27 March 2014
Clive Freedman QC and David Lascelles appeared for the successful Defendant in Sax v Tchernoy  EWHC 795 (Comm), instructed by Mischon de Reya. Judgment was handed down by the Commercial Court (Mr Justice Hamblen) on 26 March 2014.
The €50million claims were brought by Mr Sax (an American lawyer and businessman) against his alleged joint venture partner, Mr Tchernoy, a Russian entrepreneur and philanthropist who had achieved considerable success in the aluminium industry. The case concerned whether the English Court had jurisdiction to deal with this case against Mr Tchernoy and in particular whether Mr Sax could show a good arguable case that there was a contract subject to English law.
The dispute related to a proposed project to acquire land and develop a luxury hotel and golf resort in Sardinia. The parties had signed a Memorandum of Understanding. The Commercial Court found that there was no jurisdiction because there was no binding contract: there was no intention to create legal relations and any contract would have been too uncertain to be enforceable. The Court also found that Mr Sax could not establish any losses and would not have permitted a case to go forward on the basis of nominal damages.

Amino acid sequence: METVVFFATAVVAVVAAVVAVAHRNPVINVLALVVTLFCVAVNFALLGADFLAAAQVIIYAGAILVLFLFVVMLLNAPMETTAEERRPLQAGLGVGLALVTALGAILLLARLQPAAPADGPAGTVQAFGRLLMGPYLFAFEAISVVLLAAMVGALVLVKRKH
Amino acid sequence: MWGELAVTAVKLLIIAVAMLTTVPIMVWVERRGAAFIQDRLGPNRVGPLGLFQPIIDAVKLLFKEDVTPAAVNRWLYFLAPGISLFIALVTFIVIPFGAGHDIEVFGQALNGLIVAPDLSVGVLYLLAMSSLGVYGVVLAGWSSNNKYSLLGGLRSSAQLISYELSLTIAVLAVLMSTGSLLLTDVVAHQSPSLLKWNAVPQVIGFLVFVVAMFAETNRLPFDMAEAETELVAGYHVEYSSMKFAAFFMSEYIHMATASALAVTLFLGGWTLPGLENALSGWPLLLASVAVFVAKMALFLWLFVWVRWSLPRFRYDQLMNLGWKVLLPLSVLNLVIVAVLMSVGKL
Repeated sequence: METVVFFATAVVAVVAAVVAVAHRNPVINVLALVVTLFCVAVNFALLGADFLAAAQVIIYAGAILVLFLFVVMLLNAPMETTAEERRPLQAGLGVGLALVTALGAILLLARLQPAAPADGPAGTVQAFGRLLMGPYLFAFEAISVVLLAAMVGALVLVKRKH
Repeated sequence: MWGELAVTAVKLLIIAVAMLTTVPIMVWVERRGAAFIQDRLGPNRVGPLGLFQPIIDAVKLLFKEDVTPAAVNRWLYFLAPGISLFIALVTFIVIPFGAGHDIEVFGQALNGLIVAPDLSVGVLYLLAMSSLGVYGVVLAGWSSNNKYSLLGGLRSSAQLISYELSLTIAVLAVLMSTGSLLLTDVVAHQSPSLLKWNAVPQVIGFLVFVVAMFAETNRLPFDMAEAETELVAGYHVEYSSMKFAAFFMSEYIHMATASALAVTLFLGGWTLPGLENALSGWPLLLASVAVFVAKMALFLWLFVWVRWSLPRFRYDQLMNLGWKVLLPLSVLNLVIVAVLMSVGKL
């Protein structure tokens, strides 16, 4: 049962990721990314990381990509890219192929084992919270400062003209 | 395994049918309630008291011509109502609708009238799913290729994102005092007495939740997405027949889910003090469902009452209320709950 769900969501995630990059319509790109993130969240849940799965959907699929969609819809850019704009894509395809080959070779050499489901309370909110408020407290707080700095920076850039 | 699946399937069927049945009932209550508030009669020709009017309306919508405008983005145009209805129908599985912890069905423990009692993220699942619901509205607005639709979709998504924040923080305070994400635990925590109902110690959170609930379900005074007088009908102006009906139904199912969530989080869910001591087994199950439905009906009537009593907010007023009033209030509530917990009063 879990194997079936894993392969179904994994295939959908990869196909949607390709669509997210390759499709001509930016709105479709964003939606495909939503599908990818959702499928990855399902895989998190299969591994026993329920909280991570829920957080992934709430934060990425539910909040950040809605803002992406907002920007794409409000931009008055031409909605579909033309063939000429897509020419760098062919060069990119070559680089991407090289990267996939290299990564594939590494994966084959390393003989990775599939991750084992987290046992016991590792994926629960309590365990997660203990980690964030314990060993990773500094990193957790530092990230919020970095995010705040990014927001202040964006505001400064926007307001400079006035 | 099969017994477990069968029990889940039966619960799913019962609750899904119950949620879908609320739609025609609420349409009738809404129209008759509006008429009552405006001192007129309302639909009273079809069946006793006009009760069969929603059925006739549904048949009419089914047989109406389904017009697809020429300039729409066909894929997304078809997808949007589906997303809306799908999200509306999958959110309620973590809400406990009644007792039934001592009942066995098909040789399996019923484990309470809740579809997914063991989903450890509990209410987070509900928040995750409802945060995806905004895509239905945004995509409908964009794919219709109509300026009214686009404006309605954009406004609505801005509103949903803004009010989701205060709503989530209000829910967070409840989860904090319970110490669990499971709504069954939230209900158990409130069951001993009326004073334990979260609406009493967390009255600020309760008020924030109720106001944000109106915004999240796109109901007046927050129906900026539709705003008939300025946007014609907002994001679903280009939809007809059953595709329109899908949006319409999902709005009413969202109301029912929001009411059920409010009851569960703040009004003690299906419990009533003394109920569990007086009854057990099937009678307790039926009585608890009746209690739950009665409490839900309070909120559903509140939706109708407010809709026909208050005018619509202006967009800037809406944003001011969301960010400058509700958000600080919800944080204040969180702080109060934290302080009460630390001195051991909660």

Mr Sax’s claim that English law governed was also rejected. The decision is the first to consider whether a choice of law can be inferred from an express choice in a draft (rather than concluded) related agreement.
In the context of CIS related litigation based on putative joint ventures, the case is an interesting demonstration of the approach of the Court to contested evidence of whether there was a concluded contract forming a basis to give jurisdiction to the English Court.
- 27 Mar, 2014
- Posted by Clive Freedman
- 0 Comments